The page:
Made my first long trip and I have a few observations

Discussion in 'Clarity' started by loomis2, Jun 15, 2018.

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  1. loomis2

    loomis2 Well-Known Member

    My trip was from Cincinnati to Williamsburg, Virginia, so the drive went through the mountains of WV and Virginia, with most of the trip between 60-75mph.

    On the drive there I tried to keep some ev juice available for steep inclines which meant I was doing a lot of switching between ev, hv, and hv charge. On the drive home I lapsed a bit at the start and used up my battery pretty quickly, which brings me to my first quibble: HV CHARGE DOES NOTHING AFTER YOUR EV RANGE HITS 0. It doesn't matter how much you run in hv charge mode, nor how much downhill driving you do, your battery meter doesn't go above the two bars. Why is that?

    My other quibble isn't drivetrain related, but rather a complaint with the head unit. I was traveling with my family and I wanted to run Google Maps with Android Auto, but I also wanted to listen to my stuff through headphones so no one else would have to listen to my stuff. Unfortunately, plugging in to the usb plug to run Maps requires bluetooth to be on so I couldn't use my bluetooth earbuds. No problem, I can use my traditional earbuds. Nope. If my phone is plugged in then sound is coming out the cars speakers whether I like it or not. Fine, I'll just unplug the phone and run Maps on my phone screen. Nope again. My phone kept starting and then crashing the Android Auto app, and each time it did it closed Maps so I had to restart my navigation over and over again. I didn't even want Android Auto to be on but I couldn't keep it from starting. This continued until I finally turned bluetooth off on the phone. Only then was I able to listen on my regular earbuds and have Maps running on my phone without any problems with Android Auto.

    As a final note I should mention that when I filled up with gas in the mountains of WV with a depleted battery I averaged 48 mpg on the drive home. Not too shabby! Also, on one particularly long and steep climb through the mountains I experienced the cars engine struggling to make the hill and I started losing speed towards the top. Also, my battery meter went from two bars to one, which I hadn't seen before. My 2010 Prius did the same thing on really long hills, though, and it is a smaller car than the Clarity. It only happened the one time. Overall the Clarity kept up very well, and the driver assist/adaptive cruise was awesome!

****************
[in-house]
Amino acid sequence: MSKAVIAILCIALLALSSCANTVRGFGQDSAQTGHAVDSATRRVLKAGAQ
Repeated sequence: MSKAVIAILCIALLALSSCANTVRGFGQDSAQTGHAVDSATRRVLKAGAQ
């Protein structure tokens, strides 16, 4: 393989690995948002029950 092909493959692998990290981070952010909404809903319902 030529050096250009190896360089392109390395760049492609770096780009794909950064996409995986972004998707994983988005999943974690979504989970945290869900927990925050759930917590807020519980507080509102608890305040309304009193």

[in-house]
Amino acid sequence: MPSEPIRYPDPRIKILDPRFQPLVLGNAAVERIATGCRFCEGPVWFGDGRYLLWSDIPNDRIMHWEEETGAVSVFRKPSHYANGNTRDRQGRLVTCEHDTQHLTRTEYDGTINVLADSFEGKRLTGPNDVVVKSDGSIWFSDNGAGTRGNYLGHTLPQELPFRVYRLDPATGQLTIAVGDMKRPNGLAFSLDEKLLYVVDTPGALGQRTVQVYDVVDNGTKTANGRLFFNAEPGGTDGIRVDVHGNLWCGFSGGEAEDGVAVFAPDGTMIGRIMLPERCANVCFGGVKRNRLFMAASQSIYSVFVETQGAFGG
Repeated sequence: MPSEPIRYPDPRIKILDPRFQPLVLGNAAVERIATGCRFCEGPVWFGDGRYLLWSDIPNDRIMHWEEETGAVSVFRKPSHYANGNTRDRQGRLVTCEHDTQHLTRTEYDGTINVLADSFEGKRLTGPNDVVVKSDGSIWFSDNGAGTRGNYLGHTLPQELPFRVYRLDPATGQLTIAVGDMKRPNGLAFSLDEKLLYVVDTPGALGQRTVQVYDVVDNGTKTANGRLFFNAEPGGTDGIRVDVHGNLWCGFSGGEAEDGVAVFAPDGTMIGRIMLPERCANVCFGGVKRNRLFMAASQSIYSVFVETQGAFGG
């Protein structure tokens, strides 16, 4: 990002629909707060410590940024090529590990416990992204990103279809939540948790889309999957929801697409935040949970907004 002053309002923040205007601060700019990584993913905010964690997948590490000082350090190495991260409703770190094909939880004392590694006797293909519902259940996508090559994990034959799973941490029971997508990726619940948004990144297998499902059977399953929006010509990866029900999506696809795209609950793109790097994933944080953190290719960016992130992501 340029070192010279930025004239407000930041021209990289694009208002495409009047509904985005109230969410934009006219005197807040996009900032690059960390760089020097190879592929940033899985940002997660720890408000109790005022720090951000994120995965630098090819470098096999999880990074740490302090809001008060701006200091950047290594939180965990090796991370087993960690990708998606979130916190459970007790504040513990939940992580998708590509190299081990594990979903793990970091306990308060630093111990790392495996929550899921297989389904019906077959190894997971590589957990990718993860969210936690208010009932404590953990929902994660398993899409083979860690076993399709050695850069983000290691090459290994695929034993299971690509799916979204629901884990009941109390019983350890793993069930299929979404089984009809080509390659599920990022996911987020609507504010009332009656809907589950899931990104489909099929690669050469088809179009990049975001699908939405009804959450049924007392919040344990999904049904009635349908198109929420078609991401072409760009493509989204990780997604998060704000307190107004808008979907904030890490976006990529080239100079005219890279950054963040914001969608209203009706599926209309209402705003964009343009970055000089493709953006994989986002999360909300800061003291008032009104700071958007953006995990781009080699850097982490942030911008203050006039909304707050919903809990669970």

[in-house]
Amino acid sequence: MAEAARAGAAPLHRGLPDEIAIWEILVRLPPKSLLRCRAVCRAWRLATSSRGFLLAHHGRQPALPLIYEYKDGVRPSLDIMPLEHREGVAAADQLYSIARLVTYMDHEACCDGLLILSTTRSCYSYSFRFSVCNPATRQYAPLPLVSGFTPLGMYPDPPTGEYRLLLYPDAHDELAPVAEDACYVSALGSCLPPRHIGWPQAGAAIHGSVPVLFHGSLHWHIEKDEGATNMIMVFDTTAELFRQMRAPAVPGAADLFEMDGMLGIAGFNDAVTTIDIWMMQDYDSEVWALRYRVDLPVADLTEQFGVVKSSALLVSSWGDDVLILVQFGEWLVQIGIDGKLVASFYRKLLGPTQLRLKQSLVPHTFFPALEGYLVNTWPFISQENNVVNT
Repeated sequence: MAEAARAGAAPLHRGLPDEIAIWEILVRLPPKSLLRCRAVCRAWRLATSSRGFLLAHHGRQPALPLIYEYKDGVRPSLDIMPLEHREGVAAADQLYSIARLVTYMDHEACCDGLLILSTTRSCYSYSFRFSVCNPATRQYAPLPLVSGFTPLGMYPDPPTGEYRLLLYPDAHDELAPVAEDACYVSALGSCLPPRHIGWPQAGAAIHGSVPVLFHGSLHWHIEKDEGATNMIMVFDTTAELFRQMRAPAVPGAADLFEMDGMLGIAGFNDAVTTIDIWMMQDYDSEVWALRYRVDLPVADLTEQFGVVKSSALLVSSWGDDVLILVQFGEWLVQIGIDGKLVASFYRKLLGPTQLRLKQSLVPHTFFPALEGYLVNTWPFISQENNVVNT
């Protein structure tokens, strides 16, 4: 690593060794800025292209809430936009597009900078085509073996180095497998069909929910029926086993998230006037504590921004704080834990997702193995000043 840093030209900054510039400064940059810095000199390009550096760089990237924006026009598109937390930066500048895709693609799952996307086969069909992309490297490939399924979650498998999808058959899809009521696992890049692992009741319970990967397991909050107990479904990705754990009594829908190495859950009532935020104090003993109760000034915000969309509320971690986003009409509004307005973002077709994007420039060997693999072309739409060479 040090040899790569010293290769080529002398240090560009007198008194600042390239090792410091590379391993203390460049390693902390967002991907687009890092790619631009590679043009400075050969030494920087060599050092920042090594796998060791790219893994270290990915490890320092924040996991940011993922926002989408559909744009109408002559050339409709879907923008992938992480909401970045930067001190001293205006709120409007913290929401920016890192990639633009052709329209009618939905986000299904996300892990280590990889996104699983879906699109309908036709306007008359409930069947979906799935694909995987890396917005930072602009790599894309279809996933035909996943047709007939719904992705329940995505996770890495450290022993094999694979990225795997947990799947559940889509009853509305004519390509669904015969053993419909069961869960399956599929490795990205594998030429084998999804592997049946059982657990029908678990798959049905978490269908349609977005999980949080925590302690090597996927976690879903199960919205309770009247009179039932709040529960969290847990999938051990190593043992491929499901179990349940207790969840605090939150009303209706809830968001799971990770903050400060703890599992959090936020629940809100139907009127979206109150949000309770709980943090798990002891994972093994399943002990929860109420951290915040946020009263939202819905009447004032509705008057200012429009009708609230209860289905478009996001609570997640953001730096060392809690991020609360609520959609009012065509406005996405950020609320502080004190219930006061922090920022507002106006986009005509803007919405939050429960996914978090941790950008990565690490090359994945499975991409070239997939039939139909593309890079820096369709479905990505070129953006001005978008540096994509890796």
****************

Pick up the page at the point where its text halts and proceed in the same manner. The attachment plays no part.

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  3. Viking79

    Viking79 Well-Known Member

    Thanks for the write up. HV charge should work, but that explains why it didn't work the night I bought the car. Figured it might be cold related. If it dosen't work after EV range goes zero, that should be a bug.

    Mountains are exactly why you want this, and why you lost power with the depleted battery. You would usually use that mode to charge some before hitting the mountains.
     
    Johnhaydev likes this.
  4. iluvscuba

    iluvscuba Active Member

    Just a comment, when I test drive the Clarity in late Jan where the temp was around -10C and the EV range was around 5km. I did use the EV charge mode (on the freeway) and after about 10 min, the EV range went up to around 11km so I can test drive the car in EV mode
     
  5. loomis2

    loomis2 Well-Known Member

    Yes. On the drive down I kept using ev charge before the range went to 0 to keep the battery charged. On the way back it hit 0 while going up a hill and I was unable to get it back after that.
     
  6. Domenick

    Domenick Administrator Staff Member

    Is there much gain to be had from switching modes like that? Like, if you left it in HV charge, you would have all the battery grunt you would need for the hills, would you not?

    Also, 48 mpg is pretty awesome. Wish other large vehicles would similar systems.
     
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  8. megreyhair

    megreyhair Active Member

    Are you sure you were in HV charge mode? I was down to 0 miles and HV charge did charge my batt up to half. You have to press and HOLD the button to switch to HV charge mode. Just pressing the button will only bring you to HV mode which will just hold the charge in the batt but won't charge it.
     
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  9. bobcubsfan

    bobcubsfan Active Member